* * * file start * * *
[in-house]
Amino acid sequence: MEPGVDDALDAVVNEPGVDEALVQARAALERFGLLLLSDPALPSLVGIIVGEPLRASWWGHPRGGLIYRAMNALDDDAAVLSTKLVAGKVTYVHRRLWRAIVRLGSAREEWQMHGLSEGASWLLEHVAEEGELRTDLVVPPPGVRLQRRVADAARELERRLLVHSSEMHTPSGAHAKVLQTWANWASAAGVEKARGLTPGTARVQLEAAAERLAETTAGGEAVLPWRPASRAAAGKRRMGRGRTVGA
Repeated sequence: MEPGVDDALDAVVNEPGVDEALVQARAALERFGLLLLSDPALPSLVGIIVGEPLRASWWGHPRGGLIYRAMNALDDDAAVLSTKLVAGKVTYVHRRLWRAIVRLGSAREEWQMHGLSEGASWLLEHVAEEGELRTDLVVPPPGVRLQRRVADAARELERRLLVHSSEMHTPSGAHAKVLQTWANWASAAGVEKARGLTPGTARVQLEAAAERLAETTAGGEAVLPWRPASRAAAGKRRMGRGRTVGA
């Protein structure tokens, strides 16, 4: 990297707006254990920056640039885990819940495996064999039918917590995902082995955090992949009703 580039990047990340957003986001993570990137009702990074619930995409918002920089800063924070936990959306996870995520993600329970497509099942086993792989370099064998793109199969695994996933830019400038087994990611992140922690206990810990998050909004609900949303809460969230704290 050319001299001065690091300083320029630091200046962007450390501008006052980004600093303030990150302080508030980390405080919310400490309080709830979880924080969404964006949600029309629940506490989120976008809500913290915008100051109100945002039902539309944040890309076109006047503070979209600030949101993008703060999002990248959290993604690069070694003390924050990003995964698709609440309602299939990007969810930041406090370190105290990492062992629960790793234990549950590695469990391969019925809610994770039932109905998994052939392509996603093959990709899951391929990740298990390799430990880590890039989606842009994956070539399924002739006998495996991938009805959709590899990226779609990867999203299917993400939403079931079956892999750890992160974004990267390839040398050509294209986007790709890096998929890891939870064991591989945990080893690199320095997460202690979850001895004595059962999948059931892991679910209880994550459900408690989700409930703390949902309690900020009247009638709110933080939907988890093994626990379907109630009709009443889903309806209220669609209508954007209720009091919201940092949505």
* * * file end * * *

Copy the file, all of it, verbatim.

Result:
[in-house]
Amino acid sequence: MEPGVDDALDAVVNEPGVDEALVQARAALERFGLLLLSDPALPSLVGIIVGEPLRASWWGHPRGGLIYRAMNALDDDAAVLSTKLVAGKVTYVHRRLWRAIVRLGSAREEWQMHGLSEGASWLLEHVAEEGELRTDLVVPPPGVRLQRRVADAARELERRLLVHSSEMHTPSGAHAKVLQTWANWASAAGVEKARGLTPGTARVQLEAAAERLAETTAGGEAVLPWRPASRAAAGKRRMGRGRTVGA
Repeated sequence: MEPGVDDALDAVVNEPGVDEALVQARAALERFGLLLLSDPALPSLVGIIVGEPLRASWWGHPRGGLIYRAMNALDDDAAVLSTKLVAGKVTYVHRRLWRAIVRLGSAREEWQMHGLSEGASWLLEHVAEEGELRTDLVVPPPGVRLQRRVADAARELERRLLVHSSEMHTPSGAHAKVLQTWANWASAAGVEKARGLTPGTARVQLEAAAERLAETTAGGEAVLPWRPASRAAAGKRRMGRGRTVGA
């Protein structure tokens, strides 16, 4: 990297707006254990920056640039885990819940495996064999039918917590995902082995955090992949009703 580039990047990340957003986001993570990137009702990074619930995409918002920089800063924070936990959306996870995520993600329970497509099942086993792989370099064998793109199969695994996933830019400038087994990611992140922690206990810990998050909004609900949303809460969230704290 050319001299001065690091300083320029630091200046962007450390501008006052980004600093303030990150302080508030980390405080919310400490309080709830979880924080969404964006949600029309629940506490989120976008809500913290915008100051109100945002039902539309944040890309076109006047503070979209600030949101993008703060999002990248959290993604690069070694003390924050990003995964698709609440309602299939990007969810930041406090370190105290990492062992629960790793234990549950590695469990391969019925809610994770039932109905998994052939392509996603093959990709899951391929990740298990390799430990880590890039989606842009994956070539399924002739006998495996991938009805959709590899990226779609990867999203299917993400939403079931079956892999750890992160974004990267390839040398050509294209986007790709890096998929890891939870064991591989945990080893690199320095997460202690979850001895004595059962999948059931892991679910209880994550459900408690989700409930703390949902309690900020009247009638709110933080939907988890093994626990379907109630009709009443889903309806209220669609209508954007209720009091919201940092949505």